I've been thinking about how you generate the models - the visual representations - for procedural loot. It's, uh, tricky business. Like, making stuff that doesn't suck is hard. Words to live by.
One idea I was playing around with was introducing some controlled noise into the shape of the model. You take the shape and push and prod it just a bit. This lets us start with something we know looks good (or, good enough), and add just a bit of randomness to it.
So, let's say we wanted to tweak a polygon's lines a bit. It turns out, we've got a pretty handy tool for introducing randomness along edges, namely, midpoint displacement. This is a super simple technique. For every line segment, find the midpoint and move it by some random amount, thereby creating two new line segments. Repeat.
One of the nice properties of this algorithm is that it's pretty amenable to tuning. You can adjust both the amount you displace by and the number of times you subdivide an edge and these affect the resulting, uh, bumpiness. Neat.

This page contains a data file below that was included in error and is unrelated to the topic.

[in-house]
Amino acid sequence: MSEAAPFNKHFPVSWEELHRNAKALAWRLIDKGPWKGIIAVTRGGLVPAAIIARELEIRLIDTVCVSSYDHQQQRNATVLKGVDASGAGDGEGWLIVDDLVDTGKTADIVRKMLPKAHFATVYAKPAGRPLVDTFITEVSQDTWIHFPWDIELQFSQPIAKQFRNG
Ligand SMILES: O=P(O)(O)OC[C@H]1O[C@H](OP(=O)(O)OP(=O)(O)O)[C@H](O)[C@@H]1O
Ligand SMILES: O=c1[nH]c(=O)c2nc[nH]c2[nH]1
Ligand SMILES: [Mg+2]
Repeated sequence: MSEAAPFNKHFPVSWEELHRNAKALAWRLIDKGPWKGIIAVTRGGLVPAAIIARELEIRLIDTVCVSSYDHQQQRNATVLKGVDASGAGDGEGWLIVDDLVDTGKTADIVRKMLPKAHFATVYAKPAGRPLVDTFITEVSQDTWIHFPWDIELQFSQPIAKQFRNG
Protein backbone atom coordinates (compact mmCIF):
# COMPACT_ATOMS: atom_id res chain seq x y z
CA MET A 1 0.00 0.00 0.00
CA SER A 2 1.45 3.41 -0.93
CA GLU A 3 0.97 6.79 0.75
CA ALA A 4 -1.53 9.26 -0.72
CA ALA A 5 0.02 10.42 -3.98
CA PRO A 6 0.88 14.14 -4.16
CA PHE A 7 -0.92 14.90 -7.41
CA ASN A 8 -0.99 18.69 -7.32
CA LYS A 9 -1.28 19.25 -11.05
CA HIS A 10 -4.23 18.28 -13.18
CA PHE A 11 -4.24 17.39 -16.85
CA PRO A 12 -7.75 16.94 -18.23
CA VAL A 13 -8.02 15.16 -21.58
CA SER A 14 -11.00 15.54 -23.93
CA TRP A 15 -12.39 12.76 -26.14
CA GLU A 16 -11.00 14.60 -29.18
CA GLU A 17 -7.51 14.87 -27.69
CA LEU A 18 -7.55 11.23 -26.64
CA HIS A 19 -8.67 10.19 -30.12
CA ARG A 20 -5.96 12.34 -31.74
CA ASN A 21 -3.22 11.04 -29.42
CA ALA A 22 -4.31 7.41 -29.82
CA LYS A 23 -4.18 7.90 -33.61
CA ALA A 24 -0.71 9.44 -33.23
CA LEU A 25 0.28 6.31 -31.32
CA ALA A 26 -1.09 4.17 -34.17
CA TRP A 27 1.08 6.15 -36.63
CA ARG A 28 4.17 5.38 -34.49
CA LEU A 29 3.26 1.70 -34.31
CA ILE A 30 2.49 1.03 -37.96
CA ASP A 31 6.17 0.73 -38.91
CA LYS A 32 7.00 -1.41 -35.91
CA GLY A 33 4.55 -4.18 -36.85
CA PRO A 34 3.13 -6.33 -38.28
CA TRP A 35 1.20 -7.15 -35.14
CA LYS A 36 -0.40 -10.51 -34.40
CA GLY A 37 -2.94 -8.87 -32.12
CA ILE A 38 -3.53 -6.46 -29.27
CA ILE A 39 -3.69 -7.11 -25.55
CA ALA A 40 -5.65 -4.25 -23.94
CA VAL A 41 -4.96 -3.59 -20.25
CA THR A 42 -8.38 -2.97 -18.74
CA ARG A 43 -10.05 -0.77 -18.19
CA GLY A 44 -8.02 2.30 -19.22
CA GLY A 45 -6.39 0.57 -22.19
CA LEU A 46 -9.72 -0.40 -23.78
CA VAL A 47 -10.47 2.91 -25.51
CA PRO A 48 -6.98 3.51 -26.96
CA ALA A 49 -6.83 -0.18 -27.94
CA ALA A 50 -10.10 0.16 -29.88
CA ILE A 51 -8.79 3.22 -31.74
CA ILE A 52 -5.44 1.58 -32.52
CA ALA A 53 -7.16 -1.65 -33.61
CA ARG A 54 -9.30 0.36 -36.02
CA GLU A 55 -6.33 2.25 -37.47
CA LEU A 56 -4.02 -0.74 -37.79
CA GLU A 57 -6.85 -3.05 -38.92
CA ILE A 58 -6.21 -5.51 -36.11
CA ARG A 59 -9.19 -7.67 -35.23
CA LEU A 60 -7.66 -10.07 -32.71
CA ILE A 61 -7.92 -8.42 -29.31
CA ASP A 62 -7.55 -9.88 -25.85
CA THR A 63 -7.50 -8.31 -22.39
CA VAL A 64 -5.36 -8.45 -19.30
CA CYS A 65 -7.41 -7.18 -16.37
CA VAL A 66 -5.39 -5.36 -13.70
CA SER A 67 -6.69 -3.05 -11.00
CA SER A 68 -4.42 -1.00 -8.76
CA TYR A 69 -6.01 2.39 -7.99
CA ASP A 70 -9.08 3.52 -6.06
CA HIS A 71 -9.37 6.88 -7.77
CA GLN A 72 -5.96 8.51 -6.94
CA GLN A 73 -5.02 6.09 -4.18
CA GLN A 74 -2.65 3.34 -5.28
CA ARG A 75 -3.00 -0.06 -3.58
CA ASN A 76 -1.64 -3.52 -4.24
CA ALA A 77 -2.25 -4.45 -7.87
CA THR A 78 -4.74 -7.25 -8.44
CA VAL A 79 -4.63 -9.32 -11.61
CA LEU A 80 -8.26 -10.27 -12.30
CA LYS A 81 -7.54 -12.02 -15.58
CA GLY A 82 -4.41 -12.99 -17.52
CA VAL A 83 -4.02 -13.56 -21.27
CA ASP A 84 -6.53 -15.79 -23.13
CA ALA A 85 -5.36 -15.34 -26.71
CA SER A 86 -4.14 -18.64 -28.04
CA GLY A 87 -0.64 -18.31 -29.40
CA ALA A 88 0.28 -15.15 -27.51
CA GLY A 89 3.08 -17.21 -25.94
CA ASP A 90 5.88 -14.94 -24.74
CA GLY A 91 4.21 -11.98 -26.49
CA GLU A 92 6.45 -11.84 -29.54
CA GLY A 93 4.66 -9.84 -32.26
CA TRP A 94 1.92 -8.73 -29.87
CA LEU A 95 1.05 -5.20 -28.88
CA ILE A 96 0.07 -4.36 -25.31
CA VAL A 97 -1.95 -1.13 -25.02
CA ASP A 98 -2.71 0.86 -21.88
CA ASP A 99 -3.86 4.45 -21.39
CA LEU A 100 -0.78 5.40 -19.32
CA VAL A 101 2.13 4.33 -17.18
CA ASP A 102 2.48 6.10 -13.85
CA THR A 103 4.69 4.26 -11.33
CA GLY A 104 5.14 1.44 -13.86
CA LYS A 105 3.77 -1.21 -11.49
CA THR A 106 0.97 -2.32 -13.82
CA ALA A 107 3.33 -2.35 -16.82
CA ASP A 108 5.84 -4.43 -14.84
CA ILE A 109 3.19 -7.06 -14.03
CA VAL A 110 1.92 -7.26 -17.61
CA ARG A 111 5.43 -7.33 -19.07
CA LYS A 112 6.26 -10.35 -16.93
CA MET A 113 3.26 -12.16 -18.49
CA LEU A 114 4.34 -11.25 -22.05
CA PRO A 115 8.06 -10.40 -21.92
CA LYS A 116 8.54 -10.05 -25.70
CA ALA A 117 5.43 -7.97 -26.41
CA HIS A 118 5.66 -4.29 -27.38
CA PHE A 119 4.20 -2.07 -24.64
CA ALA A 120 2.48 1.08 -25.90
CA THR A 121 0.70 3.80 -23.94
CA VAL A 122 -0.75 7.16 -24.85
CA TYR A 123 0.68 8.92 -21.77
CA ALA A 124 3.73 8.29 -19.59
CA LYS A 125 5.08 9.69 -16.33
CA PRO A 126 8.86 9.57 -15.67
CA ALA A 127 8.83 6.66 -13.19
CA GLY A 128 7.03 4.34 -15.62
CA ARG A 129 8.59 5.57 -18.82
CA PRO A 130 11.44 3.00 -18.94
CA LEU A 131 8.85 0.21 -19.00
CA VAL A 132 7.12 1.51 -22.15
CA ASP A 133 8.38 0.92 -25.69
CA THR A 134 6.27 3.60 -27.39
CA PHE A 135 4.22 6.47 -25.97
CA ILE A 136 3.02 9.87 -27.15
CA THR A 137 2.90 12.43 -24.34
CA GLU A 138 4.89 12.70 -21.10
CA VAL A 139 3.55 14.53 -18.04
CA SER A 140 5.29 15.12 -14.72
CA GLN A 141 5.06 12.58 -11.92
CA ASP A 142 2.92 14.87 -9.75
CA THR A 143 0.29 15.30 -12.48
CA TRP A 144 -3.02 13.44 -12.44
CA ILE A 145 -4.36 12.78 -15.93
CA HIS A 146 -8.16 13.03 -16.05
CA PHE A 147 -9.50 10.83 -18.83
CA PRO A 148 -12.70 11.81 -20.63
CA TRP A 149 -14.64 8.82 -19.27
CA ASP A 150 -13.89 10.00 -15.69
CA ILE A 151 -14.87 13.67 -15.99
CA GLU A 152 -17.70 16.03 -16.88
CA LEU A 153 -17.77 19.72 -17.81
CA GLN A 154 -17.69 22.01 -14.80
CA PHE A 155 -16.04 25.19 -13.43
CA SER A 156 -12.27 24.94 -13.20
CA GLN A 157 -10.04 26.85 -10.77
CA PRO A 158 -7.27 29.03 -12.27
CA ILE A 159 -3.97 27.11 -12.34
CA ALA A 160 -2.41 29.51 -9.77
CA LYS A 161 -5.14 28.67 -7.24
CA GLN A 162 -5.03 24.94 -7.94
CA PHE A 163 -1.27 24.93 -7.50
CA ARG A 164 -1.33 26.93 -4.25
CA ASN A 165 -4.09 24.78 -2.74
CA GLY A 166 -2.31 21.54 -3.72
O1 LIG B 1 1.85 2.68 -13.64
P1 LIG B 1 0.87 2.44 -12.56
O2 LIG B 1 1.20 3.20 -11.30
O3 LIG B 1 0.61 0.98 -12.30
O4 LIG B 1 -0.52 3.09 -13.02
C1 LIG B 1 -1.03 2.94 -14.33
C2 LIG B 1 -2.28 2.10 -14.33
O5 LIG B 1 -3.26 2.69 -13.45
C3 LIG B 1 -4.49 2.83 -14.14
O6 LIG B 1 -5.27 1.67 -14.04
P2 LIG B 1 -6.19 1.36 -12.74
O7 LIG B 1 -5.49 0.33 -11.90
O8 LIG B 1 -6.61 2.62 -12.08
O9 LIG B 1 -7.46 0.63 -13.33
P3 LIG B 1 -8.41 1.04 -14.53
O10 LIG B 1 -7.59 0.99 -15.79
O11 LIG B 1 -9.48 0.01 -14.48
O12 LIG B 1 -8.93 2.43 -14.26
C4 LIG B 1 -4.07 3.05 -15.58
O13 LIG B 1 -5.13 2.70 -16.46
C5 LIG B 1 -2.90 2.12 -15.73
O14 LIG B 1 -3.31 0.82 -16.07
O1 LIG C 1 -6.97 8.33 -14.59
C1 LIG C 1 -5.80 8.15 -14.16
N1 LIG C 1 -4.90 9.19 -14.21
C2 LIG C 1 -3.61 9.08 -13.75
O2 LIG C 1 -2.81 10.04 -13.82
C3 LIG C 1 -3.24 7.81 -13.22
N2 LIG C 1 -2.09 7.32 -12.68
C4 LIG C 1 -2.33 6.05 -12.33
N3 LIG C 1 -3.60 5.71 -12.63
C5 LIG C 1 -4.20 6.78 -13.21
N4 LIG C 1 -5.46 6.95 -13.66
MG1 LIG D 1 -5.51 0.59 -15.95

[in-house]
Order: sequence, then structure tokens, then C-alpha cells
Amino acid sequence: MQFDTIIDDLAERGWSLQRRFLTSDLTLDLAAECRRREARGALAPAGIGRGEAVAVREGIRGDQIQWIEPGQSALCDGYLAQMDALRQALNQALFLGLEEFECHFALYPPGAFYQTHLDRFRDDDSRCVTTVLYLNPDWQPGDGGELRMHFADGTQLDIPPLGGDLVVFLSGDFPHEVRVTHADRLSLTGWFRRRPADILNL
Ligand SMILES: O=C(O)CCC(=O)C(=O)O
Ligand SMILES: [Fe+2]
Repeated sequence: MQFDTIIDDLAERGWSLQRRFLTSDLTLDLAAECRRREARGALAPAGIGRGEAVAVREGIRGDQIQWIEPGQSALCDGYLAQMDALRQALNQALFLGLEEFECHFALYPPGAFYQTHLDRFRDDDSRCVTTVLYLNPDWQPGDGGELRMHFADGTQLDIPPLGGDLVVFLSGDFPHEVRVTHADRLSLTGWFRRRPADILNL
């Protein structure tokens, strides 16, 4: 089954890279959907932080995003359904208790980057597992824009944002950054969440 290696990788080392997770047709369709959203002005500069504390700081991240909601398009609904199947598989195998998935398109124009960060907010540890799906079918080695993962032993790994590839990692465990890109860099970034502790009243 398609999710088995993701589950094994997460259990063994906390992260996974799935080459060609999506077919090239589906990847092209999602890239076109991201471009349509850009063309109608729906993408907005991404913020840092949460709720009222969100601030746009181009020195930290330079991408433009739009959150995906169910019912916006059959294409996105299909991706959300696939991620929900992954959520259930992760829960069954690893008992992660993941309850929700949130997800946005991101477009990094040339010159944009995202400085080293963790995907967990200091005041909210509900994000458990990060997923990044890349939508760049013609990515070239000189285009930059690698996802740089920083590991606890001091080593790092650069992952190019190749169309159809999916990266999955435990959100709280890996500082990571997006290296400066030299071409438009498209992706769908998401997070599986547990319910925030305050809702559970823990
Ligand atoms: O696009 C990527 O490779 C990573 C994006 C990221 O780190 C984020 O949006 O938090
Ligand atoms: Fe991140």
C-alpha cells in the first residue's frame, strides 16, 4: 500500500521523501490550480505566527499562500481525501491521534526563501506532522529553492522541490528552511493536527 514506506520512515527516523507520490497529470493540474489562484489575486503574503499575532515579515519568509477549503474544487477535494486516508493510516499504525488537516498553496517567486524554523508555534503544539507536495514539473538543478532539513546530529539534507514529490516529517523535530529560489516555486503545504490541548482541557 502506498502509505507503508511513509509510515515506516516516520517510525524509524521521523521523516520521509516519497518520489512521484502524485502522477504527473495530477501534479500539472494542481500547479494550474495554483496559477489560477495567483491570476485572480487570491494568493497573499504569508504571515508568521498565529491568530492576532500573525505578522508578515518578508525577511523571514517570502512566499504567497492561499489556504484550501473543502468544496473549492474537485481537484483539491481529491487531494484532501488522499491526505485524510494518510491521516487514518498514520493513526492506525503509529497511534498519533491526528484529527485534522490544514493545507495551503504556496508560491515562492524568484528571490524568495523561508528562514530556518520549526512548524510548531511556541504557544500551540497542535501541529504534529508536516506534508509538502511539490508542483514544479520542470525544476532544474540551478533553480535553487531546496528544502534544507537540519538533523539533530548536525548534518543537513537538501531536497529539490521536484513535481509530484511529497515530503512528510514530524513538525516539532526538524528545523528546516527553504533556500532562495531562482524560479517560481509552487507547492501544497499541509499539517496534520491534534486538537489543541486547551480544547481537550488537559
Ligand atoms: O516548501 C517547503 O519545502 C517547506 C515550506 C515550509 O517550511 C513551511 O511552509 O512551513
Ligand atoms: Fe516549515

Okay, so, while something like this sees more use in terrain generation, we could apply it here, right?
We can start off with a fairly simple model. Humor me and pretend this looks like the head, torso, and shoulder for a suit of armor. Stretch a bit first, you don't want to overexert your imagination.
Now, we can apply our midpoint displacement. We're only going to divide every edge once and we'll displace the midpoints vertically and horizontally by some random value in (-5, 5). With a little bit of extra variation for the color, we can generate a set of armor permutations:
Hey, look at that! It's, well, it's something, I guess. Maybe not a big something, but something. Spicing up the edges a bit doesn't drastically change things, but it does introduce a little diversity, which is all we were looking to achieve.
Now, what's cool here is that this technique composes, right? We could, for example, first select from among several possible armor templates, then apply the midpoint displacement to introduce further variety.
The lesson at the end of the day? Well, this is a handy tool to have in our bag, I guess. Whatever. Code is here.